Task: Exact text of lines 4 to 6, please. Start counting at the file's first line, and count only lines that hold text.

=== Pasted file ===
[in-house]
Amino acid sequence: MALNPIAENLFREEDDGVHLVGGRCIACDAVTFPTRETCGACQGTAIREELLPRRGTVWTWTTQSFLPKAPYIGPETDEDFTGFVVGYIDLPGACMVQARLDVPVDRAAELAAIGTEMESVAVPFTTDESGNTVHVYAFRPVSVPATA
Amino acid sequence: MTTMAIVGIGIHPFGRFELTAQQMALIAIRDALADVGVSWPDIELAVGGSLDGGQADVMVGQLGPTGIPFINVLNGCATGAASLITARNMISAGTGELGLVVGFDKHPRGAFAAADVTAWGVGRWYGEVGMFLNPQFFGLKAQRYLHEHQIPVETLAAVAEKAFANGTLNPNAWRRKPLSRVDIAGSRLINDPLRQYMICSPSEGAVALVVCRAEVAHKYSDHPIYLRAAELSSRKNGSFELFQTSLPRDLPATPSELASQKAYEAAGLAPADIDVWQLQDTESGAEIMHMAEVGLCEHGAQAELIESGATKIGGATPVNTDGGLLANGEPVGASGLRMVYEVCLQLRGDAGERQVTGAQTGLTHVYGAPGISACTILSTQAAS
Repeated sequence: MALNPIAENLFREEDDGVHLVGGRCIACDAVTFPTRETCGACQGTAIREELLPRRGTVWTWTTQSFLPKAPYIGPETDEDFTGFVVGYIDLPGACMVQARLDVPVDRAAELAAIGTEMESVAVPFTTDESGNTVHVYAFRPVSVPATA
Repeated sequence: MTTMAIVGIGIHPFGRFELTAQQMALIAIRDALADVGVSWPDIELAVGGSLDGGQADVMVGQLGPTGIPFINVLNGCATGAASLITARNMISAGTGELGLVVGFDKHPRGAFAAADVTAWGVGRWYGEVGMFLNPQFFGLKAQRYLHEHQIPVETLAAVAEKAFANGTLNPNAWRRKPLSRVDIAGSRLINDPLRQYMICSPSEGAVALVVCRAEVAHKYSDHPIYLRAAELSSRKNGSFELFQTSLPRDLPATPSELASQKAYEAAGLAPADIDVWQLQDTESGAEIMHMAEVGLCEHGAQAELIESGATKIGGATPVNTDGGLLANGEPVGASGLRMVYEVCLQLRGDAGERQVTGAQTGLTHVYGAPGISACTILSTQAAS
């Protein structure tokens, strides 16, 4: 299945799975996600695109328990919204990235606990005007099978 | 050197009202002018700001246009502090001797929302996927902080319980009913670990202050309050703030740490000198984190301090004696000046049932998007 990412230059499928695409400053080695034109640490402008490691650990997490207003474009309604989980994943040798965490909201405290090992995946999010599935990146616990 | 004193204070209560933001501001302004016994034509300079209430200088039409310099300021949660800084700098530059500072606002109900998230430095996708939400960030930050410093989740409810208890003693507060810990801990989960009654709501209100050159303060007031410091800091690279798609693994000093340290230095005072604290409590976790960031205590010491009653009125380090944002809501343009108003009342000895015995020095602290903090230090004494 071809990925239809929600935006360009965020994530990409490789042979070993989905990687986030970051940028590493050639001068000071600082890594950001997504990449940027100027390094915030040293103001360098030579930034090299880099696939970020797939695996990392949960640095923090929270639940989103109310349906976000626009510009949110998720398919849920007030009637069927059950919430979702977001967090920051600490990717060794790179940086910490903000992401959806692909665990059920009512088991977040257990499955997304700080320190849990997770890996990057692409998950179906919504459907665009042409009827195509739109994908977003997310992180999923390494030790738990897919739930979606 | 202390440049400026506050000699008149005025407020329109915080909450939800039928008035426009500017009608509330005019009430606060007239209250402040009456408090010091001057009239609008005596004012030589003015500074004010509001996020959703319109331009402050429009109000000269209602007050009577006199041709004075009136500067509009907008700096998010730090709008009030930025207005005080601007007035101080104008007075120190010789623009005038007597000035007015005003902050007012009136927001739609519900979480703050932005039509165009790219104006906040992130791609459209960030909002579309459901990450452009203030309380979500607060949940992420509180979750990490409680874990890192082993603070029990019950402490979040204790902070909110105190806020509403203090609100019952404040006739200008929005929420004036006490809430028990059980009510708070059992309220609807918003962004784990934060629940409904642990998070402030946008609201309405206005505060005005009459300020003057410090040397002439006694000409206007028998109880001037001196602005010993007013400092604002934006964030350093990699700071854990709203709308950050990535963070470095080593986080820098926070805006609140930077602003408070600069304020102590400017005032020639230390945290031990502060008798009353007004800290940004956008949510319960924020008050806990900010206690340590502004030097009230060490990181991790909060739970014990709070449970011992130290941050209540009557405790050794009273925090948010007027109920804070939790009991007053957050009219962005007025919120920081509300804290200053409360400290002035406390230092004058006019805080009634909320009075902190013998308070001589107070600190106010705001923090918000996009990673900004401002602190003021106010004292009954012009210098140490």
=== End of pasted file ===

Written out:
Repeated sequence: MALNPIAENLFREEDDGVHLVGGRCIACDAVTFPTRETCGACQGTAIREELLPRRGTVWTWTTQSFLPKAPYIGPETDEDFTGFVVGYIDLPGACMVQARLDVPVDRAAELAAIGTEMESVAVPFTTDESGNTVHVYAFRPVSVPATA
Repeated sequence: MTTMAIVGIGIHPFGRFELTAQQMALIAIRDALADVGVSWPDIELAVGGSLDGGQADVMVGQLGPTGIPFINVLNGCATGAASLITARNMISAGTGELGLVVGFDKHPRGAFAAADVTAWGVGRWYGEVGMFLNPQFFGLKAQRYLHEHQIPVETLAAVAEKAFANGTLNPNAWRRKPLSRVDIAGSRLINDPLRQYMICSPSEGAVALVVCRAEVAHKYSDHPIYLRAAELSSRKNGSFELFQTSLPRDLPATPSELASQKAYEAAGLAPADIDVWQLQDTESGAEIMHMAEVGLCEHGAQAELIESGATKIGGATPVNTDGGLLANGEPVGASGLRMVYEVCLQLRGDAGERQVTGAQTGLTHVYGAPGISACTILSTQAAS
């Protein structure tokens, strides 16, 4: 299945799975996600695109328990919204990235606990005007099978 | 050197009202002018700001246009502090001797929302996927902080319980009913670990202050309050703030740490000198984190301090004696000046049932998007 990412230059499928695409400053080695034109640490402008490691650990997490207003474009309604989980994943040798965490909201405290090992995946999010599935990146616990 | 004193204070209560933001501001302004016994034509300079209430200088039409310099300021949660800084700098530059500072606002109900998230430095996708939400960030930050410093989740409810208890003693507060810990801990989960009654709501209100050159303060007031410091800091690279798609693994000093340290230095005072604290409590976790960031205590010491009653009125380090944002809501343009108003009342000895015995020095602290903090230090004494 071809990925239809929600935006360009965020994530990409490789042979070993989905990687986030970051940028590493050639001068000071600082890594950001997504990449940027100027390094915030040293103001360098030579930034090299880099696939970020797939695996990392949960640095923090929270639940989103109310349906976000626009510009949110998720398919849920007030009637069927059950919430979702977001967090920051600490990717060794790179940086910490903000992401959806692909665990059920009512088991977040257990499955997304700080320190849990997770890996990057692409998950179906919504459907665009042409009827195509739109994908977003997310992180999923390494030790738990897919739930979606 | 202390440049400026506050000699008149005025407020329109915080909450939800039928008035426009500017009608509330005019009430606060007239209250402040009456408090010091001057009239609008005596004012030589003015500074004010509001996020959703319109331009402050429009109000000269209602007050009577006199041709004075009136500067509009907008700096998010730090709008009030930025207005005080601007007035101080104008007075120190010789623009005038007597000035007015005003902050007012009136927001739609519900979480703050932005039509165009790219104006906040992130791609459209960030909002579309459901990450452009203030309380979500607060949940992420509180979750990490409680874990890192082993603070029990019950402490979040204790902070909110105190806020509403203090609100019952404040006739200008929005929420004036006490809430028990059980009510708070059992309220609807918003962004784990934060629940409904642990998070402030946008609201309405206005505060005005009459300020003057410090040397002439006694000409206007028998109880001037001196602005010993007013400092604002934006964030350093990699700071854990709203709308950050990535963070470095080593986080820098926070805006609140930077602003408070600069304020102590400017005032020639230390945290031990502060008798009353007004800290940004956008949510319960924020008050806990900010206690340590502004030097009230060490990181991790909060739970014990709070449970011992130290941050209540009557405790050794009273925090948010007027109920804070939790009991007053957050009219962005007025919120920081509300804290200053409360400290002035406390230092004058006019805080009634909320009075902190013998308070001589107070600190106010705001923090918000996009990673900004401002602190003021106010004292009954012009210098140490």